The “Garrison” Flag is the largest American flag flown over a military installation
The Indiana War Memorial, the southern bookend of the American Legion Mall is imposing, impressive and not frequently visited by locals. The monument was constructed after World War I (between 1926-1933) for $2.2 million dollars. Speaking with Brigadier General, J. Stewart Goodwin last week, we discussed some thoughts on why more locals don’t visit. One assertion is that some people didn’t realize there is, in fact, an inside TO visit. And if there weren’t, it would still be a beautiful structure. But there IS an inside to visit–and days worth of exploring to do. You may do so Wednesdays-Sundays between 9am and 5pm and admission is free.
There is a substantial museum in the basement (30,000 square feet!) with military memorabilia from all the wars in which Hoosiers have participated; Pershing Auditorium is a breath-taking space, used for a variety of events, including weddings and even Governor Mitch Daniels’ response to the President Obama’s 2012 State of the Union Address; and the crown jewel: The Shrine Room, located above Pershing Auditorium.
Thought and meaning went into the most minute of design choices throughout this structure, but today, we will share highlights from The Shrine Room, probably the most replete with meaning, and in need of a decoder or really great tour guide, as I was afforded with General Goodwin.
Upon entering The Shrine Room, there are many elements competing for your attention, let’s decode some of the symbolism within the space–you can impress your friends and family when you visit:
- General ‘Blackjack’ Pershing himself laid the cornerstone of this monument on July 4, 1927
- Stone cutters and craftsmen from the six major countries who fought in World War I to create this monument (representing USA, United Kingdom, France, Belgium, Serbia and Italy)
- There are other flags inside the room which represent other countries who provided service members for the efforts of World War I.
- The Garrison flag hangs in the center of the room, below the ‘Star of Destiny’ the Swedish crystal chandelier.
- The colors of the American flag are represented in various elements of the room: Blue, representing freedom, is showcased in the beautiful stained glass windows that flank the space, and in the heavenly lights installed at the top of the space. The exterior is highlighted in blue at night time also, as representing freedom.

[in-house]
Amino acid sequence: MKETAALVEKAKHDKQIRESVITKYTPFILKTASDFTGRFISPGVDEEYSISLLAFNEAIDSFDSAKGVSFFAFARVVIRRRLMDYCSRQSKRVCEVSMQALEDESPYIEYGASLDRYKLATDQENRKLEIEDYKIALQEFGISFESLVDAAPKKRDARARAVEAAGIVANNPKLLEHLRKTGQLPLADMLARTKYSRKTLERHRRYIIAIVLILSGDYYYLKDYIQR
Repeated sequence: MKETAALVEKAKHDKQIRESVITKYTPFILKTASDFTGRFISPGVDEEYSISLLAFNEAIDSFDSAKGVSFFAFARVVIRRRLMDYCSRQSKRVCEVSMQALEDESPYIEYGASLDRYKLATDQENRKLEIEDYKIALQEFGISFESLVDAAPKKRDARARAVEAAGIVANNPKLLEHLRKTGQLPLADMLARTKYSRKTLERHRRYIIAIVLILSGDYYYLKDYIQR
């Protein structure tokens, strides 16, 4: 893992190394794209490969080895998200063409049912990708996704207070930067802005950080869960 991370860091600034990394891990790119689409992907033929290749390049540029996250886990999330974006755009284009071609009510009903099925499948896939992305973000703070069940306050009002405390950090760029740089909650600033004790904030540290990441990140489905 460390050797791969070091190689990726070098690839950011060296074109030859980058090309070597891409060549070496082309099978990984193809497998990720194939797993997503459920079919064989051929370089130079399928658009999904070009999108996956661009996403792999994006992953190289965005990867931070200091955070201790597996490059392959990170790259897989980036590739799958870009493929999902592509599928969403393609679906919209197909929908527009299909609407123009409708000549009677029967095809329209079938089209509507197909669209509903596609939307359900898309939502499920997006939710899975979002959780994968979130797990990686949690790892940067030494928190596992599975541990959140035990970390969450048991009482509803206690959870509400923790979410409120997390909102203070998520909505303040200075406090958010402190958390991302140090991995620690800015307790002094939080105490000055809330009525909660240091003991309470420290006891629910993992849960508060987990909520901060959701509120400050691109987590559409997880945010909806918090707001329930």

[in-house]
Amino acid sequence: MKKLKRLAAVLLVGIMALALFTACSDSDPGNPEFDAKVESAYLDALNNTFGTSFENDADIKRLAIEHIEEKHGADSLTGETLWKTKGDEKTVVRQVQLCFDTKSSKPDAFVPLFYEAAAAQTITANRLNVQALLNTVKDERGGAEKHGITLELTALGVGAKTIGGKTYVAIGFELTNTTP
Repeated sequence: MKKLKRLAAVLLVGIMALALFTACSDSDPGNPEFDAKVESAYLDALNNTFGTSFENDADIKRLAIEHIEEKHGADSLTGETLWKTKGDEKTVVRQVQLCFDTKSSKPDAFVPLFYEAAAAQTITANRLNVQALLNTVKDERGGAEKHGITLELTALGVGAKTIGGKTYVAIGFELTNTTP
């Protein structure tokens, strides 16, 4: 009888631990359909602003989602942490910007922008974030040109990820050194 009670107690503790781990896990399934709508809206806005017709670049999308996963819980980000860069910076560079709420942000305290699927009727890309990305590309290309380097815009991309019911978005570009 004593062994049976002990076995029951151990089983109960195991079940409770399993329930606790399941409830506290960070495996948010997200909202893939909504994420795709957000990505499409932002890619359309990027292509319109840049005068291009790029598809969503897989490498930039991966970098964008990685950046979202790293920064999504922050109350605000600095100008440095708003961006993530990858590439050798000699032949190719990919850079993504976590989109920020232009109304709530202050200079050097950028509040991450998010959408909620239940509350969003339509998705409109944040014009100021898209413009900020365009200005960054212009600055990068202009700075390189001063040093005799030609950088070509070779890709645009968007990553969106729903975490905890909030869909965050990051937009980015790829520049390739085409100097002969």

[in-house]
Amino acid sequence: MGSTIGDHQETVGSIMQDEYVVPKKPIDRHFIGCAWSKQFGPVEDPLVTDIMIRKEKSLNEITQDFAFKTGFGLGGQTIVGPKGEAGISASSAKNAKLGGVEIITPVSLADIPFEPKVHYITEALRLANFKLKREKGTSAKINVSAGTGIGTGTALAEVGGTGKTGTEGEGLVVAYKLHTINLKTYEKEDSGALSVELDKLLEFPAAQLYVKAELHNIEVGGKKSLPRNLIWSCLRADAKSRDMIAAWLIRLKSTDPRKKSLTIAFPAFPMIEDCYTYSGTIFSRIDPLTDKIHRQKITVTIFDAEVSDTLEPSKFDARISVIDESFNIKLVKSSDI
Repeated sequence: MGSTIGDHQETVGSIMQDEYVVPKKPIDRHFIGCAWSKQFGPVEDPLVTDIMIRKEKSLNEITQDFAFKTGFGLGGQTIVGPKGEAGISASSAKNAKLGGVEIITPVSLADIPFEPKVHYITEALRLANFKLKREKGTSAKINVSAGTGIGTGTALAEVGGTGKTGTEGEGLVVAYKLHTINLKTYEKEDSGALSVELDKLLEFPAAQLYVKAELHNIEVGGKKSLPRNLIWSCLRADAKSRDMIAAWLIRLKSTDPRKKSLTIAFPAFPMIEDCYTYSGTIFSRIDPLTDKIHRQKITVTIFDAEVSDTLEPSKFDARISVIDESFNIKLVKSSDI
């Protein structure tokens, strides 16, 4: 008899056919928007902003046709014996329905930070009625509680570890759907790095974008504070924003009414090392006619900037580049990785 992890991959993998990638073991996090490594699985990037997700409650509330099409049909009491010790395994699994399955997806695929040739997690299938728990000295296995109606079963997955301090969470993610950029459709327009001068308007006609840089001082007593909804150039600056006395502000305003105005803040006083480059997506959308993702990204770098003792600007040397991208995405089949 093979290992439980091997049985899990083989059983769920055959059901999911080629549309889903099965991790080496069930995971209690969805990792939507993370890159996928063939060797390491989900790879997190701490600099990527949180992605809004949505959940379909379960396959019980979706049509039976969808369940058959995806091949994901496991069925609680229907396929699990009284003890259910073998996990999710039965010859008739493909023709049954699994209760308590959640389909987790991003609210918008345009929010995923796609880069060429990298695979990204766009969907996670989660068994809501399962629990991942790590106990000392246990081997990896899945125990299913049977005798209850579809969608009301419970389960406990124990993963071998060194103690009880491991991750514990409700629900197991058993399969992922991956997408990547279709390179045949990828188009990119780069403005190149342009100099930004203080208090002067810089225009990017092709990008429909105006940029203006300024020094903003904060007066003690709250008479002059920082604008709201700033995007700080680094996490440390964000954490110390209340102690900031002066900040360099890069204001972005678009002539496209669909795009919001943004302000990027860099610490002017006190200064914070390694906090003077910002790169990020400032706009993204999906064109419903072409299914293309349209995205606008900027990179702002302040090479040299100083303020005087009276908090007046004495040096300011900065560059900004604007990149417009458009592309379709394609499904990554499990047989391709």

- Red, representing the blood shed for our country, is represented in the red Vermont marble used to construct the columns, which stand 40 feet in height, on the four sides of the room.
- White, representing purity, is utilized in the frieze that lines the four walls, under the blue glass windows
- The north wall frieze represents preparation for the war; the south side represents victory and the east and west sides show depictions of the war
- The chandelier is known as a “Star of Destiny,” known as a symbol of hope within the United States in the 1920’s and 30’s.
- Above the 40 foot red Vermont marble columns is a cat walk (not open to the public) that has above it, the names of all the states and territories that were part of the USA at that time, for example “The Canal Zone,” is now known as the Panama Canal. From the ground, you cannot currently read the names.
And a closer up view of the decorative papers that line the upper recesses of the ceiling and walls, above the state medallions and aglow in heavenly blue light:
What an absolutely amazing tour you were able to get. I am envious. I try to visit the monument whenever I am in town. It is funny that people in Indy don’t realize the jewels they drive(rarely walk) past every day.
I haven’t been inside for awhile but I’m sure I’ll go back soon. I used to work across the street and often wandered the building during my lunch hour. The video captured its beauty well (and honestly, it looks like they may have done some major cleaning since the early 90s that really bring out that beauty.) Everyone should make a point of going inside. Like you, they’ll be surprised.
Both you and Nickerson Films did a great job on this!
I was born in 1940 at Methodist Hospital and used to visit the War memorial many times as a child. I also enjoyed going to the Soldiers and Sailors monument old picture gallery in the basement. I moved to Florida 50 years ago and when I visit my old hometown I wonder if the money spent on the World War memorial might have been better spent on a Stadium like Philadelphia or Chicago did.